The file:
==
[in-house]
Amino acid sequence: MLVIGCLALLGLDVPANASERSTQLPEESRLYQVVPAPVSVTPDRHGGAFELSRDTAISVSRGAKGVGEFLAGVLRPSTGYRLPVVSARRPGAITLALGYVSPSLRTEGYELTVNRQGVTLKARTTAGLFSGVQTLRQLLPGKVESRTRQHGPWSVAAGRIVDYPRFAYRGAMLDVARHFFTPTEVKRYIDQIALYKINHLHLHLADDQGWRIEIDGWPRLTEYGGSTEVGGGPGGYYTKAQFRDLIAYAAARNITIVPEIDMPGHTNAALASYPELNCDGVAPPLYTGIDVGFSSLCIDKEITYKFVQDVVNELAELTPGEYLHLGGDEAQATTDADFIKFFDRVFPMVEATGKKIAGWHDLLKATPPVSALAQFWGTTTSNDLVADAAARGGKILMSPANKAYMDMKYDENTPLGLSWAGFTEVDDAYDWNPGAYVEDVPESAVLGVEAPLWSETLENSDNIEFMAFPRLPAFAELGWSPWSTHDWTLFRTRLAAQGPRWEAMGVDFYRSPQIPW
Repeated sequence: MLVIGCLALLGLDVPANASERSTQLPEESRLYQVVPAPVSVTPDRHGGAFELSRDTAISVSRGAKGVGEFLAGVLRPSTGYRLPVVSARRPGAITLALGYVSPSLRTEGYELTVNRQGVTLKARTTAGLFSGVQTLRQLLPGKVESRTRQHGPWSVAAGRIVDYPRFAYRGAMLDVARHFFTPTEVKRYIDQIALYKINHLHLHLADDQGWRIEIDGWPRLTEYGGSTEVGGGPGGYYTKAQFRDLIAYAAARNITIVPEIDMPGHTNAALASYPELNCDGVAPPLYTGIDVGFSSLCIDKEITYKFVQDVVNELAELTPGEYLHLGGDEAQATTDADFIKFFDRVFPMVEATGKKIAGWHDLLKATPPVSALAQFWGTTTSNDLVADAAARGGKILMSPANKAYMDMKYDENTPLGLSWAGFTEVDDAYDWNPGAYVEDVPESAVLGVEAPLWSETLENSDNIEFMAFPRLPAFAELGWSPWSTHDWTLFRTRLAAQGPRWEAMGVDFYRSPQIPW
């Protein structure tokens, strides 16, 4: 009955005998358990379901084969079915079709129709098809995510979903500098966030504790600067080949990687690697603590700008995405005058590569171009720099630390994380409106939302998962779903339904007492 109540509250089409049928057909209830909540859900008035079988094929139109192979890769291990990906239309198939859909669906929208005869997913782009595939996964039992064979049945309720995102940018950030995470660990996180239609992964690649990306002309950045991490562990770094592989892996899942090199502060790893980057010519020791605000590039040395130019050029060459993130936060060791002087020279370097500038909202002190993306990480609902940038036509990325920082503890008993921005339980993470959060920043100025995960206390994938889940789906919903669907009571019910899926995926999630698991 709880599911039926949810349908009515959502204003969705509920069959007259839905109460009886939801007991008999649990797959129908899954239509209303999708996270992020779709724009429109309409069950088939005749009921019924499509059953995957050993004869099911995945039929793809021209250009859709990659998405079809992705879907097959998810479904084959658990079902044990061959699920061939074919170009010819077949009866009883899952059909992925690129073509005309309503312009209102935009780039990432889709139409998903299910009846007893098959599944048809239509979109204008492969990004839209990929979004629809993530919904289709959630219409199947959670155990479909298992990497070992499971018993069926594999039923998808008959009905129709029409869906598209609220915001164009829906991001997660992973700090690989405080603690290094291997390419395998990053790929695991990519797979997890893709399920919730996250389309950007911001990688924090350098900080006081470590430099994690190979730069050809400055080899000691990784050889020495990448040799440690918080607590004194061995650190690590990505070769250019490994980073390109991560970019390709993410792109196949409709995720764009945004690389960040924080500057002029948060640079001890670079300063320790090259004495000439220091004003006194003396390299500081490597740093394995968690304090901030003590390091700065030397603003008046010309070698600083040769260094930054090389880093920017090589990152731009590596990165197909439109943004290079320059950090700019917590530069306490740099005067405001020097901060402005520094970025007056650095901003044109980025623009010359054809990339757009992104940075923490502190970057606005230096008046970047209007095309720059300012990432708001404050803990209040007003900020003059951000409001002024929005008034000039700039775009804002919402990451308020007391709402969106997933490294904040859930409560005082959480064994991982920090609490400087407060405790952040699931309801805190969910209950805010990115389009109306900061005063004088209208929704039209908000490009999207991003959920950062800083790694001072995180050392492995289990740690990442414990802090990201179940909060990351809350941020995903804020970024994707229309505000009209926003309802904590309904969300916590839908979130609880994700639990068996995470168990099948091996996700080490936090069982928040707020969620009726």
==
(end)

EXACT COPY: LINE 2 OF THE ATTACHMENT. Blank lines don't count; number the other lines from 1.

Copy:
Amino acid sequence: MLVIGCLALLGLDVPANASERSTQLPEESRLYQVVPAPVSVTPDRHGGAFELSRDTAISVSRGAKGVGEFLAGVLRPSTGYRLPVVSARRPGAITLALGYVSPSLRTEGYELTVNRQGVTLKARTTAGLFSGVQTLRQLLPGKVESRTRQHGPWSVAAGRIVDYPRFAYRGAMLDVARHFFTPTEVKRYIDQIALYKINHLHLHLADDQGWRIEIDGWPRLTEYGGSTEVGGGPGGYYTKAQFRDLIAYAAARNITIVPEIDMPGHTNAALASYPELNCDGVAPPLYTGIDVGFSSLCIDKEITYKFVQDVVNELAELTPGEYLHLGGDEAQATTDADFIKFFDRVFPMVEATGKKIAGWHDLLKATPPVSALAQFWGTTTSNDLVADAAARGGKILMSPANKAYMDMKYDENTPLGLSWAGFTEVDDAYDWNPGAYVEDVPESAVLGVEAPLWSETLENSDNIEFMAFPRLPAFAELGWSPWSTHDWTLFRTRLAAQGPRWEAMGVDFYRSPQIPW